Sunday, August 14, 2011

why I don't like 'the help'

I was expecting to not like The Help (the movie about African American domestic workers in 1960s Mississippi) very much, but I liked it a little bit better than that. I came away with mixed feelings. As any review of the movie will tell you, Viola Davis and Octavia Spencer, who play the two main characters, are exceptional. Between them they carry the movie. The rest of the cast is pretty two-dimensional, with the exception of Allison Janney, who portrays a cancer stricken woman in her 50s, who admits to not having been a very courageous white person in 1950s and 1960s Mississippi.

To me that was refreshing to hear. Most people who live through difficult times are not courageous. I think we all like to think that had we been Germans during Hitler's time, things would have turned out differently because we would have stood up for our Jewish neighbors, and the Nazis wouldn't have been able to do what they did. We like to think that had we been white in the segregated South the civil rights movement would have had an easier time, because we would have stood up for the Blacks.

The truth is that we, most people, would have done exactly what most people always do: Nothing. We wouldn't have been brave, we wouldn't have wanted to risk our jobs, or our family's safety. We would have been more concerned with appearances than with politics.

What I dislike about movies like The Help is that they make it look easy. As white Americans we can watch that movie and imagine ourselves being the young writer, the young woman who takes it upon herself to tell the stories of the Black domestic workers. We don't imagine ourselves where most of us would have been: playing bridge in the front room, wearing pearls, heels, and fake smiles, while our Black maids raise our children for us.

If you don't agree with me, if you think that you are an exception, and that you would have been brave in the 1960s, let me ask you this: Who are you standing up for now? How do you show bravery today?


Katie H said...

I most totally agree with you (rather than just certainly!)! I thought about this when I was in Colorado, and people were protesting the illegal detentions in Guantanamo Bay and elsewhere, or now, with Bradley Manning... so I click the links for Human Rights Watch, Amnesty, etc., I educate my family and friends about what's going on, but I don't have money to lend, or a house to sell in order to help anyone. I ponder whether I could make a difference becoming a new Rachel Corrie and stand in front of a tank, but in reality, the heroes of yesterday are those who made continuous effort to stay engaged, stay informed, work together, and fight injustices all the way. It's not like they're hard to find, those injustices. C'mon, just look at the preferential treatment visual learners get in our society, to name one. Most grades are based on testing through visual learning, as in reading and writing - that excludes 2/3 of the population who learn better through auditory or kinesthetic means, who then go on to lower paid jobs. And that's around us every day. Did I stand up for Troy Davis? No. Do I speak out against peoples ignorance regarding sexual assault? Yes, but not every time I hear it. Do I fight politician's wages being thrice that of an average workers? Nope, not that either... though I know it sucks. But every once in a while, I remind myself that I do carry someone's groceries for them, I do reach out a hand to pat a stranger on the back when they might need it, and I do recycle. The rest, I am working on.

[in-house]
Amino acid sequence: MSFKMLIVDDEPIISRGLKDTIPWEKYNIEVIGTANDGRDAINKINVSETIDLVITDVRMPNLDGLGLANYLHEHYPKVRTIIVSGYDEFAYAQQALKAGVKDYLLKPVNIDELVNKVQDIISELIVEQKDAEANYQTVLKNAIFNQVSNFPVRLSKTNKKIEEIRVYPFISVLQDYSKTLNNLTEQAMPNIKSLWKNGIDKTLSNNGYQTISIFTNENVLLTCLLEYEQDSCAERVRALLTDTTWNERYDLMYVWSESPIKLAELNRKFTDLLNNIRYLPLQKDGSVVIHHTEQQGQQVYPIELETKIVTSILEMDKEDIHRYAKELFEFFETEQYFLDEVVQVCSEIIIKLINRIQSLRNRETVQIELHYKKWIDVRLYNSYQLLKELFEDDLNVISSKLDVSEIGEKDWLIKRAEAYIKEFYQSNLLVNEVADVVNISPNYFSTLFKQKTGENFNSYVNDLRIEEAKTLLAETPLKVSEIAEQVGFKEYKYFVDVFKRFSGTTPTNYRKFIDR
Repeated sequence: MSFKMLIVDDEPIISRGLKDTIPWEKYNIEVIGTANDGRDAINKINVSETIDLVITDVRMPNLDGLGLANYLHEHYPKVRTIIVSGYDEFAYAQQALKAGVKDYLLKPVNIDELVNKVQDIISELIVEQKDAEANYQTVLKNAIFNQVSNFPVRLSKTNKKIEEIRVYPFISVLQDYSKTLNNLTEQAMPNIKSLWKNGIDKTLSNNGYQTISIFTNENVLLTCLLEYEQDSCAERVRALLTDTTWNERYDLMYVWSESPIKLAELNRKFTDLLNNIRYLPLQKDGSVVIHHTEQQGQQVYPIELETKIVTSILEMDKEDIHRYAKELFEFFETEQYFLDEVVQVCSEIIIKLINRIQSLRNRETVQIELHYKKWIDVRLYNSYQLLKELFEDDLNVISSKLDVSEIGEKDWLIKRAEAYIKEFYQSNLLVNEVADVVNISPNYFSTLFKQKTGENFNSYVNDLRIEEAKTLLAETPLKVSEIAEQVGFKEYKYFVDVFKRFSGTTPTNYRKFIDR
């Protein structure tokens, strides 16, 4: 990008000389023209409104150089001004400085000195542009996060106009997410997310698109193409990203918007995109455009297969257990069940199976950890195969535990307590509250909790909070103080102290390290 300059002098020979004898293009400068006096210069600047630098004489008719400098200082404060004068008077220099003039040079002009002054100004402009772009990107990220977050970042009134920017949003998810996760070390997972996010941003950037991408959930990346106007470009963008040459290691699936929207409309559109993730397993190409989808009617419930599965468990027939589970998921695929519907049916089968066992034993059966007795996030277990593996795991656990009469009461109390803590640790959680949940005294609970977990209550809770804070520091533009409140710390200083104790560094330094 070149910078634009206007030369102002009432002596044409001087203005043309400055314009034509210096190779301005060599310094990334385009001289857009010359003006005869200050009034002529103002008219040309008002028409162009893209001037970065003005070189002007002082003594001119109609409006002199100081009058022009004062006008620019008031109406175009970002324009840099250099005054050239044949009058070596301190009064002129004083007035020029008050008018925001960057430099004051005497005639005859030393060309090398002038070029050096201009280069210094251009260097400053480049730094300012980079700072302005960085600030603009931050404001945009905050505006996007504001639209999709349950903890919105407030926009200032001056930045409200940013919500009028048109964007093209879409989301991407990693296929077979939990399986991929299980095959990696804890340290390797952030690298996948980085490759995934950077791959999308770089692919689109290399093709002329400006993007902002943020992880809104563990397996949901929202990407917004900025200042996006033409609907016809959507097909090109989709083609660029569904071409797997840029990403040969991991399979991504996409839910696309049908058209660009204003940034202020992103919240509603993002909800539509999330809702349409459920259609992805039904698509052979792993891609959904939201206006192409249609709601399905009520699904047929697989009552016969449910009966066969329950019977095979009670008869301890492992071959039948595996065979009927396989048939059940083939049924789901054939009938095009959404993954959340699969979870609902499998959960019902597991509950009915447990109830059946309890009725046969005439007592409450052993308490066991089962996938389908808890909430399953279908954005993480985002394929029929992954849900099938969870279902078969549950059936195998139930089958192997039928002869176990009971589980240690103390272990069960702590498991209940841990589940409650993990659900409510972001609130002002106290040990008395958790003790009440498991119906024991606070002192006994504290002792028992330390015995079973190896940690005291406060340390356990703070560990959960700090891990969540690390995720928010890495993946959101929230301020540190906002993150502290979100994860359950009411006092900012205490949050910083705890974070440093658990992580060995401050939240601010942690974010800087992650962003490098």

Lotta K said...

I'm glad you so most totally agree!!

We also forget, at least I do, that the heroes of yesterday were well organized. Rosa Parks had had great training, and had a network of support. That's usually were I fail. I hate meetings... On the other hand, we teach, and that's a pretty good place to be too.